Two of the suspects charged by the US are in custody, Mikhail Vasiliev, who is being held in Canada awaiting extradition, and Ruslan Magomedovich Astamirov, who is in the US.

The remaining three, Artur Sungatov, Ivan Kondratyev and Mikhail Pavlovich Matveev, are at large.

The NCA said the infrastructure supporting LockBit’s tool that was used to steal data, known as StealBit, based in three countries, has also been seized.

Hundreds of people are thought to have been involved in running the group.

Mr Biggar said: “Through our close collaboration, we have hacked the hackers; taken control of their infrastructure, seized their source code and obtained keys that will help victims decrypt their systems.”

a screenshot of the lockbit website with its new warning from law enforcement

Visiting the LockBit website now returns the following image, informing customers about the recent takedown by law enforcement

REUTERS

Paul Foster, head of the NCA’s national cybercrime unit, said that LockBit’s popularity was partly because it was so easy to use.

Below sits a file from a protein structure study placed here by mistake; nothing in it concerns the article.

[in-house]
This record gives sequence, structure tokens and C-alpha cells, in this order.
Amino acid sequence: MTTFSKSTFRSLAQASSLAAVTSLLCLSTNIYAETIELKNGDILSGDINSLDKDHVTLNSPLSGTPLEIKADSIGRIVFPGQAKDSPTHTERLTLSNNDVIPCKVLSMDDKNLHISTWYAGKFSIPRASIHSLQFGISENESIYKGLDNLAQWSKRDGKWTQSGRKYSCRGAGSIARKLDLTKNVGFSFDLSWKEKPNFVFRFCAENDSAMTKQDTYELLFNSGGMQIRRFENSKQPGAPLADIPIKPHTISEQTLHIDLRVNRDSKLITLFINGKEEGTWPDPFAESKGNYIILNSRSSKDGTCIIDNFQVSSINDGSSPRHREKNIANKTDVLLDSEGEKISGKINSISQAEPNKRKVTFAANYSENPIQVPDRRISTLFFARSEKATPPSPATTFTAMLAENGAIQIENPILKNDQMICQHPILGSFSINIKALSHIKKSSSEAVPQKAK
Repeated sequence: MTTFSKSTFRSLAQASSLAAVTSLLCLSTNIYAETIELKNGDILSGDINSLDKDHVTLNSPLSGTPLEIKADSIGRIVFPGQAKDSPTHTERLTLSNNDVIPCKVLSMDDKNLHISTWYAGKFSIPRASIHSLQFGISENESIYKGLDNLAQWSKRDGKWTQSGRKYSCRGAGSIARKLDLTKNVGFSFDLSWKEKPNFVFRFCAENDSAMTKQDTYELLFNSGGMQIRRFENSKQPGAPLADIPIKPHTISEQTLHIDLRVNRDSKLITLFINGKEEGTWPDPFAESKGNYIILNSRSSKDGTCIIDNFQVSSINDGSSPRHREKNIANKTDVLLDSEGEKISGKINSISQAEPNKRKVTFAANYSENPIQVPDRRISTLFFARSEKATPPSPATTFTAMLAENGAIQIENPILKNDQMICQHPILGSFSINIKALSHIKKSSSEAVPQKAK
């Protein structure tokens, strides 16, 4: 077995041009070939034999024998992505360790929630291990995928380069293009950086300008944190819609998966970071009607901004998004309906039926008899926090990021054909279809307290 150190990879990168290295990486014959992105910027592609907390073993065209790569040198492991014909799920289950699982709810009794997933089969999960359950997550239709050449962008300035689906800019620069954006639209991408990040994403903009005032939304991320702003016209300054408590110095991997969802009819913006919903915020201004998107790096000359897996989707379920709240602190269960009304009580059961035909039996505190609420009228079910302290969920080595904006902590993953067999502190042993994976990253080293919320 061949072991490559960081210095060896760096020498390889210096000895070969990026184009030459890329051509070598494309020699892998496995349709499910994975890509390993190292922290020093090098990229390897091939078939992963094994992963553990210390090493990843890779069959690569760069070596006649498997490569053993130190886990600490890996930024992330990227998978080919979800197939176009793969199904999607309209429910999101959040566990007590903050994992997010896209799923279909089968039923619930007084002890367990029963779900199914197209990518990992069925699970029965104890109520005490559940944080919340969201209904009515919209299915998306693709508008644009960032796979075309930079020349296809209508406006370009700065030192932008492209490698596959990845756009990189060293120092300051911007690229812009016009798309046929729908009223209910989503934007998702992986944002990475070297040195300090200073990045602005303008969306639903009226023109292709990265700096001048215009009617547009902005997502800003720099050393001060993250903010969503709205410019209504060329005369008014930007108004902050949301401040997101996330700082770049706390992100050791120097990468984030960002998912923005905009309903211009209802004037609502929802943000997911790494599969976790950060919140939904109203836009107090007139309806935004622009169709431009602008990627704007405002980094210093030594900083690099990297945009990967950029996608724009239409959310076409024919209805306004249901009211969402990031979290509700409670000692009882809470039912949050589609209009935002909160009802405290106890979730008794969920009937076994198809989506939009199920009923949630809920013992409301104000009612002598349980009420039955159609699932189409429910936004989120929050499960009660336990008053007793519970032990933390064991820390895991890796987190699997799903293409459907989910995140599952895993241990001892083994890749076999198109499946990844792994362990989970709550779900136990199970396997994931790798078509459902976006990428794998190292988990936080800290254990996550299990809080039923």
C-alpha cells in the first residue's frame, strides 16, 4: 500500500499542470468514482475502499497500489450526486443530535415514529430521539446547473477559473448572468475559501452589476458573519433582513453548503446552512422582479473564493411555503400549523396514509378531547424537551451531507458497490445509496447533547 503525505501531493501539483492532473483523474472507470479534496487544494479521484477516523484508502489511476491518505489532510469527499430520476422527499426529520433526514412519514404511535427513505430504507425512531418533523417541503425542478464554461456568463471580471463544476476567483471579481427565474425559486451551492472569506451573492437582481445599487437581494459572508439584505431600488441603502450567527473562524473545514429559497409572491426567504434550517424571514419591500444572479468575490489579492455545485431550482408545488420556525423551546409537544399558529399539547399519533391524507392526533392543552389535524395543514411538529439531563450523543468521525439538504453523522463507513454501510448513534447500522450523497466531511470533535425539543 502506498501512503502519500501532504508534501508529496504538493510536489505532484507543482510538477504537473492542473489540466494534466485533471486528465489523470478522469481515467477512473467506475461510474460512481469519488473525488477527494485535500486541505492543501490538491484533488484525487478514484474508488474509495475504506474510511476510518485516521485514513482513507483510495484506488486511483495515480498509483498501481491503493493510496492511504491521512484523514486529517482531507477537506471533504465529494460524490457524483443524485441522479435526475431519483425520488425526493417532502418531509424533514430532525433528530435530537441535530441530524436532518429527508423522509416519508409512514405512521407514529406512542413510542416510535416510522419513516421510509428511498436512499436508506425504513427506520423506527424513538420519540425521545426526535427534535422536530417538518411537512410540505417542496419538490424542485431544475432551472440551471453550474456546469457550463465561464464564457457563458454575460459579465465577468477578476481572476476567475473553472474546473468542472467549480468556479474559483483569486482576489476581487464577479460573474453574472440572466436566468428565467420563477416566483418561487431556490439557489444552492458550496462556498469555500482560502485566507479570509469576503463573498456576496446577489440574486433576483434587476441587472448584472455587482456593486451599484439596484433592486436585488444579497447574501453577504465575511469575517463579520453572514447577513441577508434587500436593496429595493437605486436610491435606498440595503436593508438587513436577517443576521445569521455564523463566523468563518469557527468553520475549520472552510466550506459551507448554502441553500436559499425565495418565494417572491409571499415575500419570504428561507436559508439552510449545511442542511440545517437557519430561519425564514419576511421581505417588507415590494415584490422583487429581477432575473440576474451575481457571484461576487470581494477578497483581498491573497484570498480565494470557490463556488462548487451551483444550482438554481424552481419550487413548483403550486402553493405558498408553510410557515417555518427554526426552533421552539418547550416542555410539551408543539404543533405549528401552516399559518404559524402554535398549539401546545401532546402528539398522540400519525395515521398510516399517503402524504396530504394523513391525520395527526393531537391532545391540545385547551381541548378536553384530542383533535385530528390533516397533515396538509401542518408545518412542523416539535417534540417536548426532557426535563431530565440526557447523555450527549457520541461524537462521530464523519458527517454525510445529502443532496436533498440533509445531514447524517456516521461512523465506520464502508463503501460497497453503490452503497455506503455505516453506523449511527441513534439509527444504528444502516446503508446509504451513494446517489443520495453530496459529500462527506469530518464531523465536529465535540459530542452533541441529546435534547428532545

He said: “LockBit had established itself as the preeminent ransomware strain over the last four years and one of the reasons for this was its intuitive platform and its relative ease of use. That means just with a few simple clicks even the less technically savvy cybercriminals used LockBit to deploy ransomware.

“Another key reason for their past criminal success was the marketing and branding that underpinned LockBit. They had a slick website and they had loyal customers.They ran a successful marketing campaign that included a promise to pay $1,000 to anybody who had the LockBit logo tattooed on themselves.”